Continue up Route 1 to Yarmouth, and stop at the DeLorme Map store, home of the giant rotating globe. The shop has a ton of cool things for kids.

There are a few clam shacks a bit further up on Route 1, on the way to Freeport. Stop at LL Bean and take your picture in front of the giant boot. Nearby is Wolfe's Neck Farm, where you can take the kids to see the animals. There is also the Desert of Maine.

Bradbury Mountain is close to Freeport, and is a not-so-difficult hike up to the bald top to see some great views.

A word about clothing: make sure you all have hoodies. I have seen the temperature change from 80 degrees in Portland to 65 and cold and chilly at Popham Beach, in the same day. If a fog rolls in, you will want something warm to put on. You should all have sturdy walking shoes, and some sort of thick-soled rubber shoes for the beach and rocky areas, such as hiking sandals that you don't mind getting wet.

Popham Beach and the fort is a great area, just make sure you gas up and bring snacks, because there is one restaurant near the fort, but the drive from the Bath area is about 40 minutes (?) and once you leave Bath, there are no gas stations or stores. Same with Reid State Park, tho' I think they have a snack bar and good bathroom facilities. You might see seals at either location, we have seen them from Fort Popham near the restaurant.

Acadia National Park is indeed fantastic, but it is a bit of a drive from the Portland area, especially if you take the scenic Route 1, which I would recommend on the way up, and then maybe go back through Bangor and take the highway back south. If you do venture north, there is a lookout at Penobscot Narrows.

If you are going to come back down from Bangor area, you can get off the highway at Augusta and visit the Maine State Museum, which has a lot of cool stuff, including a great tourmaline display. We were just down there for a talk on tourmalines last week. It's right next to the capitol building.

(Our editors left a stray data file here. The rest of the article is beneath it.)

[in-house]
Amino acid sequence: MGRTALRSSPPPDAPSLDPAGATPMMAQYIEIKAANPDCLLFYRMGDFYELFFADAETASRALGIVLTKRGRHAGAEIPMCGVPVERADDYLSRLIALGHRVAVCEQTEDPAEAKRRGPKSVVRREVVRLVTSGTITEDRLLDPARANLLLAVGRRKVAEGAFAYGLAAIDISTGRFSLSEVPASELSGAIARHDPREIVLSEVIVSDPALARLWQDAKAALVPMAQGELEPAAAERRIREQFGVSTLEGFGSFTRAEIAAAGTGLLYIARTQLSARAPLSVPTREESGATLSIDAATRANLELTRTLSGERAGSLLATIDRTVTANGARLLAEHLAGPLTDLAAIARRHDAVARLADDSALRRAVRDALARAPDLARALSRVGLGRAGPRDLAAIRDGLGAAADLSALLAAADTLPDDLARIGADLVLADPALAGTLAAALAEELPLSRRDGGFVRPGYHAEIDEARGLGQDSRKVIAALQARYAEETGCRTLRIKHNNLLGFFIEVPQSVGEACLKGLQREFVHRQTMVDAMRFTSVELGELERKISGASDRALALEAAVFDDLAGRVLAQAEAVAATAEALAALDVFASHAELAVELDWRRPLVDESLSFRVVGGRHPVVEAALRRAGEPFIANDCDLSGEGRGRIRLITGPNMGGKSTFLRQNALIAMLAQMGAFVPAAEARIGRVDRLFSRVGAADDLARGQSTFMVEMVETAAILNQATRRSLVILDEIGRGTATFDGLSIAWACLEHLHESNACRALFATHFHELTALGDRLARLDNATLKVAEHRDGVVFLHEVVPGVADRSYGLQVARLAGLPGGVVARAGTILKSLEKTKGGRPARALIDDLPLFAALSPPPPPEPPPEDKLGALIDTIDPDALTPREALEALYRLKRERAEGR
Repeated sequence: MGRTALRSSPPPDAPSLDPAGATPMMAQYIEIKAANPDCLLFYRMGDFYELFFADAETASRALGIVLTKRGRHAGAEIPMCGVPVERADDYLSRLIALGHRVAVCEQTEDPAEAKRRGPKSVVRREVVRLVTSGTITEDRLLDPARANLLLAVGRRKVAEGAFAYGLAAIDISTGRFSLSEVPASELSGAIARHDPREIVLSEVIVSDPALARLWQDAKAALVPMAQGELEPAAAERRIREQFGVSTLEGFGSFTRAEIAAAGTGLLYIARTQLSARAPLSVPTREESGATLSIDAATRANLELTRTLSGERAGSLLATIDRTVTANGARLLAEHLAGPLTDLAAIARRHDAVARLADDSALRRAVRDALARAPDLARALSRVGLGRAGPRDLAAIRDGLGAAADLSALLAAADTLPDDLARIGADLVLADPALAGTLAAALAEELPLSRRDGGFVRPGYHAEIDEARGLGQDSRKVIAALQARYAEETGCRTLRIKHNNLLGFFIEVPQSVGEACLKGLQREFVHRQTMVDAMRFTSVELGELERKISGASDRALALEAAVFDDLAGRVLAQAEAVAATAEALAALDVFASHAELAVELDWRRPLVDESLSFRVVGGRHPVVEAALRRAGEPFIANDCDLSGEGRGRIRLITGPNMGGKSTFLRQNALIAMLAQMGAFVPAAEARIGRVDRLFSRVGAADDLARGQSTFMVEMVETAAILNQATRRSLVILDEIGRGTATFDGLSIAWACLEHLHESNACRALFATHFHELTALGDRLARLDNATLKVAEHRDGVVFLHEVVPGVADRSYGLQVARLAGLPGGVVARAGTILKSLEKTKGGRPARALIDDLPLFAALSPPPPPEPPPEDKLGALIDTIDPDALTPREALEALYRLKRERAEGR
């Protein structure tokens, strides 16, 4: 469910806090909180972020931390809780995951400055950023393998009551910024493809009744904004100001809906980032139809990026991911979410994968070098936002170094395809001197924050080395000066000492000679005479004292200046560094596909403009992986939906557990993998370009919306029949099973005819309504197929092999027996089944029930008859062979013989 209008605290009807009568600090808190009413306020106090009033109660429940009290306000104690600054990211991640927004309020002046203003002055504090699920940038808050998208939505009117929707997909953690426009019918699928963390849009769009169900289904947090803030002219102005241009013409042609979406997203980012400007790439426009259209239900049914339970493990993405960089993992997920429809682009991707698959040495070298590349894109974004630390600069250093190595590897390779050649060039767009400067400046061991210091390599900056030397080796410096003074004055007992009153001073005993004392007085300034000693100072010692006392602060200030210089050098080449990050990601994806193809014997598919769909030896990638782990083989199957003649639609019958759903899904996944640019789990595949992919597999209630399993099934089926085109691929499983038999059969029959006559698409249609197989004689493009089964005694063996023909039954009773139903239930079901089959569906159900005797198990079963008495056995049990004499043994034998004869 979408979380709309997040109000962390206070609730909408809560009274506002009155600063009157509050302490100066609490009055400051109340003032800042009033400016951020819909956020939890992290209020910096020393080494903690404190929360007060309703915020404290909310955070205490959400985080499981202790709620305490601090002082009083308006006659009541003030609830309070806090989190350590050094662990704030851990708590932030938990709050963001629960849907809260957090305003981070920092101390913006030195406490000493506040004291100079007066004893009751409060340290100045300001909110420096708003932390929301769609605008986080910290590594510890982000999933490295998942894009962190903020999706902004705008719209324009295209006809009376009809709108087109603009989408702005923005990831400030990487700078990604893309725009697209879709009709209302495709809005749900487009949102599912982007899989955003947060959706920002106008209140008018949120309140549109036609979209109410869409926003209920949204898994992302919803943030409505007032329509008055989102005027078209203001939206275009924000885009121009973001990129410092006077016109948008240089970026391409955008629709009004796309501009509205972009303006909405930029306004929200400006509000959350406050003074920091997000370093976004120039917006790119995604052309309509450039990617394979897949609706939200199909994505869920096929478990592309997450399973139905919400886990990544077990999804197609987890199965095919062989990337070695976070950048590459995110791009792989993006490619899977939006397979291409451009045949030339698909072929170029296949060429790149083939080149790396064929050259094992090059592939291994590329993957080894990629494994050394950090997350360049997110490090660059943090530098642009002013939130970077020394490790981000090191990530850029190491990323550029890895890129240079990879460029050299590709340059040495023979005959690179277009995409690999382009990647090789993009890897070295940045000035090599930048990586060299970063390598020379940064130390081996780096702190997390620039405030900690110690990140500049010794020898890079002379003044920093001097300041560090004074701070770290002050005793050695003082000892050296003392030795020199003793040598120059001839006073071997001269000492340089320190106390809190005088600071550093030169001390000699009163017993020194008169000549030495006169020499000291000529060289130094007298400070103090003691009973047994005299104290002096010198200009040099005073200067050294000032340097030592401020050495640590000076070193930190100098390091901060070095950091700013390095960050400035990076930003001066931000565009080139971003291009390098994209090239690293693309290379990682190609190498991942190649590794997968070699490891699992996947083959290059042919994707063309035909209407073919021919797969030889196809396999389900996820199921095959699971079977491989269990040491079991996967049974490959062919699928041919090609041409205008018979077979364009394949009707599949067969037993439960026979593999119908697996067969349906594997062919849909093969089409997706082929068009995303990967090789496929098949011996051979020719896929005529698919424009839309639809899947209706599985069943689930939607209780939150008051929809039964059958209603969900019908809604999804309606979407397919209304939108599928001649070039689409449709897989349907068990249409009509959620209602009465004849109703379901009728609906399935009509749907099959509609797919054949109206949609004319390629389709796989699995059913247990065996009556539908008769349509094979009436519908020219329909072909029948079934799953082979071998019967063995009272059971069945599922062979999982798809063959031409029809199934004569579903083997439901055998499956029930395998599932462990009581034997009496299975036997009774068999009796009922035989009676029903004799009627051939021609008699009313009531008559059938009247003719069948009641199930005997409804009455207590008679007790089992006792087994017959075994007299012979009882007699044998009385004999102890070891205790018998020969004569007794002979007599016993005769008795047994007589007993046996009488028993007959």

Then take Route 202 to Winthrop, about 20 minutes, and go downtown and stop for some ice cream. There is a little park at the end of Lake Maranacook, a few blocks from the main drag. If you need to gas up the car, now is the time to do it.

Continue out of Winthrop, along the western edge of the lake. Bear left at 133 and take that to 219. Stay on 219 all the way to Route 26 in Paris (about an hour, gorgeous scenery, which changes to hills once you get closer to Paris). This is tourmaline country now. Take a right at Route 26 and head up a few miles to the little tourmaline sifting place. You buy a bucket, dig in the mine dumps and sift and sort for gems. They are really good with kids there.

Head back down Route 26 and stop off at the gas station for a sandwich. Take that and head down a few miles to Snow Falls Gorge, where you can have a nice picnic lunch in the shade overlooking the rushing water of the Little Androscoggin River.

Then go a bit further south to Norway, home of the popular Rough and Tumble hand bags. From Norway, it is about 50 miles to the Kancamagus Highway in New Hampshire.

Another recommendation is to get a good bird book so you can identify various sea birds. Maybe a geology book, or hit up the Maine geology site for some info before you get here.

And the rest I will leave up to other New Englanders, lots of good stuff above, these are just my personal preferences. Feel free to MeMail with any questions.
posted by Marie Mon Dieu at 3:34 AM on April 6, 2015 [2 favorites]


One more, if you are going to Popham Beach, consider stopping in Bath at the Maine Maritime Museum. Popham Beach and Reid State Park are more or less opposite each other, each down its own peninsula on either side of the mouth of the Kennebec River. Both are beautiful, although Reid does offer some nice hiking vantage points, rocks and pines, as well as two beaches.

Five Islands Lobster Co., mentioned above, is just up the road from Reid State Park. Really gorgeous views. You get your lobster and eat at a picnic table.

Just wanted to mention that in terms of travel, I would pick either Popham or Reid State Park, because it's a drive down either peninsula from Bath.

I've never had a problem with black flies on the coast, more inland in the woods, but the water can still be chilly in June. However, great for exploring and collecting shells, looking at tidal pools in the rocks, etc.